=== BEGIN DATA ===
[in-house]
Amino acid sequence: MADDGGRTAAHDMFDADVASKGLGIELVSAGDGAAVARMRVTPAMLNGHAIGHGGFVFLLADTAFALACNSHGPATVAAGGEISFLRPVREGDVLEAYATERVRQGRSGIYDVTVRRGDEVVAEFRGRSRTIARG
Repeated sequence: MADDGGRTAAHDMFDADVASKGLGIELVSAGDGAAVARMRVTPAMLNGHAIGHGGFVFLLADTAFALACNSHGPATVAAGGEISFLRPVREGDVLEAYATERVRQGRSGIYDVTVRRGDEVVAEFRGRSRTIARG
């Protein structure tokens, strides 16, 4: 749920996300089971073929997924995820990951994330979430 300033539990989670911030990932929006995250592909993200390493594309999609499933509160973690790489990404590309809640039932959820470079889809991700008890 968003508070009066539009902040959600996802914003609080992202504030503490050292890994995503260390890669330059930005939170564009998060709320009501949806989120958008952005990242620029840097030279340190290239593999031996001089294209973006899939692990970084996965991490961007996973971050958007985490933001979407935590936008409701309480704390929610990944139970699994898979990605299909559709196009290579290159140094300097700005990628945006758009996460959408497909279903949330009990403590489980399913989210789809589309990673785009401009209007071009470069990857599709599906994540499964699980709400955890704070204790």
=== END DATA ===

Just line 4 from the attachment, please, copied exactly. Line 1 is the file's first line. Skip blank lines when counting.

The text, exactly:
């Protein structure tokens, strides 16, 4: 749920996300089971073929997924995820990951994330979430 300033539990989670911030990932929006995250592909993200390493594309999609499933509160973690790489990404590309809640039932959820470079889809991700008890 968003508070009066539009902040959600996802914003609080992202504030503490050292890994995503260390890669330059930005939170564009998060709320009501949806989120958008952005990242620029840097030279340190290239593999031996001089294209973006899939692990970084996965991490961007996973971050958007985490933001979407935590936008409701309480704390929610990944139970699994898979990605299909559709196009290579290159140094300097700005990628945006758009996460959408497909279903949330009990403590489980399913989210789809589309990673785009401009209007071009470069990857599709599906994540499964699980709400955890704070204790």